“When columnists and cartoonists comment about a possible U.S. strike against Iraq, there seems to be room for more diversity of opinion than when these creators tried to express themselves in the months immediately following 9/11.” Editor & Publisher
Thank heaven the country has gotten beyond the post-9/11 view that any questioning is unpatriotic, to which it seemed the press, with few notable exceptions, caved sickeningly. Which is not to say, as this article indicates, that antiwar columnists or cartoonists don’t get angry recriminations from readers, but they’re not taking it personally. But is the press leading the move to question the wisdom or legitimacy of the administration’s war plans? I think not; it seems rather a response to the burgeoning misgivings in the public at large, bless their hearts. Now, the biggest question: will disapproval from the press, or the commonweal, make a whit of difference in the madmen’s prosecution of their war plans? A Canadian observes: “The foreign policies of the U.S government, however, have failed to a large extent to reflect the American people’s values. Many Americans find it hard to relate to those policies. In fact, the harshest critics of U.S. foreign policies come from American citizens.” Dr Ali Mekky, a member of the Toronto Star editorial board, pleads for peace and wonders, Are We Heading into a New Dark Age?
Ominous as the likelihood of impending war is in itself is the dawning awareness that the US war plan embraces the possibility of using nuclear weapons against Iraq. Courtesy of wood s lot come these links:
The US Has Lowered the Bar for Using the Ultimate Weapon , says military affairs analyst William Arkin at CommonDreams, either against hardened Iraqi targets (e.g. underground facilities) impervious to conventional armaments, or to thwart any Iraqi moves to use weapons of mass destruction. Arkin lays out several ominous aspects of current nuclear posture — the move away from accepted no-first-use assurances (which may encourage other nuclear nations to consider their heretofore unthinkable preemptive use, just at a time that nonproliferation is breaking down and many more nations are lining up to join the nuclear club); the lumping of nuclear armaments with all other options for war-fighting, and the reflections of these policy changes in a change of command structure controlling the decision to go nuclear. Arkin, from Johns Hopkins, dubbed by ABC News “one of the most respected nuclear weapons analysts in the United States”, says he has been shown documents confirming the dysadministration’s policy shift.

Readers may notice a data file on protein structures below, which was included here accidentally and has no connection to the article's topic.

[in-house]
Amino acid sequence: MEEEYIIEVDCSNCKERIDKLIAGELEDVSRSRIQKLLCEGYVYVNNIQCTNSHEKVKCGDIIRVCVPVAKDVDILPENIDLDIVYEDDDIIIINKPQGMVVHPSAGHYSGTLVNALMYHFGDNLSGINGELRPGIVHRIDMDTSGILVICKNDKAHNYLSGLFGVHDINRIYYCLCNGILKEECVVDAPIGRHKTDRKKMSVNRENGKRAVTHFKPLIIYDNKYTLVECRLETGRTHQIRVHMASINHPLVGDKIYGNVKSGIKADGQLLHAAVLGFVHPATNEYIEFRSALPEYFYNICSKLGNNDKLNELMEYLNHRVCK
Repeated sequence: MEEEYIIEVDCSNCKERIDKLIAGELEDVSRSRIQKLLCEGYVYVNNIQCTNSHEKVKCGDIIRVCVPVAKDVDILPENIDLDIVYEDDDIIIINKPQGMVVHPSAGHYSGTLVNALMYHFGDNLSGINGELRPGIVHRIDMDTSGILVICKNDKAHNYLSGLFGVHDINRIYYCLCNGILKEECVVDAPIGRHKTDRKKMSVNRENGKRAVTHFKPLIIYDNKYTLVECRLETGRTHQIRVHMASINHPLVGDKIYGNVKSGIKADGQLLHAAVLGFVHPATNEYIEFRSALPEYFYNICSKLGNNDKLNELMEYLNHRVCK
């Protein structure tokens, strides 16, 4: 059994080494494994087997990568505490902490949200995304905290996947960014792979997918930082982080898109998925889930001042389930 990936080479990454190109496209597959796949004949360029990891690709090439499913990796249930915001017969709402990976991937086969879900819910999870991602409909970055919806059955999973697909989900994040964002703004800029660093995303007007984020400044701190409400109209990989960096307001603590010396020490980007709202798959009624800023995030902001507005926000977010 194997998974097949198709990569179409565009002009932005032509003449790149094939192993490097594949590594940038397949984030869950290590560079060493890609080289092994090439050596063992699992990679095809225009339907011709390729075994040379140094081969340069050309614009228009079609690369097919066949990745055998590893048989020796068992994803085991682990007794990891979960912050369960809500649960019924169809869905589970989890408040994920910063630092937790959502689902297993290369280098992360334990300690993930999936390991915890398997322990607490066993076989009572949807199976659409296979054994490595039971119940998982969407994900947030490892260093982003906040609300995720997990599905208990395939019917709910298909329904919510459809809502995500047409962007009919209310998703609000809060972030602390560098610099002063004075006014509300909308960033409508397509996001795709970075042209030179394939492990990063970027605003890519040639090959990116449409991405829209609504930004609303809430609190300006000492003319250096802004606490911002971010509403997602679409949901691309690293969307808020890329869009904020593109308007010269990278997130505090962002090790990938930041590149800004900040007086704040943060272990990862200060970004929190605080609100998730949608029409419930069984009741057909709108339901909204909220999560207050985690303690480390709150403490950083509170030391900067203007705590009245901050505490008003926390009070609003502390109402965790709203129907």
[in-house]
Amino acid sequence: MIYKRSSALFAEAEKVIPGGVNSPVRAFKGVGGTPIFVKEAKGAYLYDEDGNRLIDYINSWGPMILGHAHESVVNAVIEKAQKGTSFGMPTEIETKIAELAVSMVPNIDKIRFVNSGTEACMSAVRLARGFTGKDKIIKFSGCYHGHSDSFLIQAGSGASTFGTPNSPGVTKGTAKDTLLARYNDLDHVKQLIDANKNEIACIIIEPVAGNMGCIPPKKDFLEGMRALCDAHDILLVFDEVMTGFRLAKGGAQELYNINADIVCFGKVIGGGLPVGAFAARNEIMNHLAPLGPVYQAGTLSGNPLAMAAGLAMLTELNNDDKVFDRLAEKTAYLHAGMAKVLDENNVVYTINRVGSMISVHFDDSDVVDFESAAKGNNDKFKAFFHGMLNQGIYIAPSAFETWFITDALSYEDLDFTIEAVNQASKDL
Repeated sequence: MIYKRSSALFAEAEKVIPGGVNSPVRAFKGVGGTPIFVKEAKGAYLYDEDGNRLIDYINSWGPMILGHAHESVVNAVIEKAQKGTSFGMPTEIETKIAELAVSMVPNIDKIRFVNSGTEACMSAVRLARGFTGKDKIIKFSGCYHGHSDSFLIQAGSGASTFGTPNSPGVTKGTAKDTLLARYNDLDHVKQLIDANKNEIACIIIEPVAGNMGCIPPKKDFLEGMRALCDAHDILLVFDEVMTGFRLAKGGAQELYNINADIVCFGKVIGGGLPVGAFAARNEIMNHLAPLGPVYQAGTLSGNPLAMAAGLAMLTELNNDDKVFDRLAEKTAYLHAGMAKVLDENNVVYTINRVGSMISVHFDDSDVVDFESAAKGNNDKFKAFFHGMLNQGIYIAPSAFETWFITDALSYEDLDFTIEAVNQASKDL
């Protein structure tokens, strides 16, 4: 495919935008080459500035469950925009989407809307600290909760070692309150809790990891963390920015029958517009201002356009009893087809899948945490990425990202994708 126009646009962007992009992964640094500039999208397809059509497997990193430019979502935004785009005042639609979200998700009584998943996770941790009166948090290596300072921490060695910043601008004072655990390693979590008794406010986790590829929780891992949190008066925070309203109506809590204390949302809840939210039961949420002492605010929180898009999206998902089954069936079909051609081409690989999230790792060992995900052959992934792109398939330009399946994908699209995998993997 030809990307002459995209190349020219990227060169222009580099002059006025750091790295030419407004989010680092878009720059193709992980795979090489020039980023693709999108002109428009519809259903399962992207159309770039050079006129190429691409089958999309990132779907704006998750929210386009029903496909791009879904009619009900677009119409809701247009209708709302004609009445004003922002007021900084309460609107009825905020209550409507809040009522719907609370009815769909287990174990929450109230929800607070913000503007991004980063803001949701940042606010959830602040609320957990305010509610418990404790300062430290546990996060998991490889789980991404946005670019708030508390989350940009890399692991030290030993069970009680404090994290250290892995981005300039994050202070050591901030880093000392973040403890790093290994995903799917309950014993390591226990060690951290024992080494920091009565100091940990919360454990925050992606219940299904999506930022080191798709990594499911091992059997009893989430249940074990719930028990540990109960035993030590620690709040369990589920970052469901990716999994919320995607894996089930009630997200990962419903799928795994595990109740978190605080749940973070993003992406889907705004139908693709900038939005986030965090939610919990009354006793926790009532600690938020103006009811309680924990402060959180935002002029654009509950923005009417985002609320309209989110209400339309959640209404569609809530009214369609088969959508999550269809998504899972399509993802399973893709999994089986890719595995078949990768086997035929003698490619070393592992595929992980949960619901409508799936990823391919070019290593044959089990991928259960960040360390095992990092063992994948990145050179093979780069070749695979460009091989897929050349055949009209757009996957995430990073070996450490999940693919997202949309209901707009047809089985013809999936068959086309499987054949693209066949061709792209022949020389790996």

To my way of thinking, the longterm impact of these nuclear posture changes on the fate of the earth far outweighs the immoral obscenity of provoking a war with Iraq. As much of an incipient outcry as there is against the latter, there ought to be ten times the outraged rabid outpouring of opposition if the war plans erode the barriers against the nuclear option, bringing the entire world that much closer to the brink from which we have been painstakingly edging away for the past decade. Time for new Days of Rage? It behooves us all to wrap our heads around these unthinkable prospects rather than continue to live in blissful denial. Then go gather a thousand of your friends and sit down in front of some government building, or block a troop train or something. Many of us were doing it thirty-five or forty years ago; it isn’t hard and, if anything, is more urgent now than it was during that obscene little war in Indochina. Evidence is that antiwar sentiment now may be ahead of its progression during the Vietnam War, when it took the arrival of American body bags to build beyond the early, principled, opposition.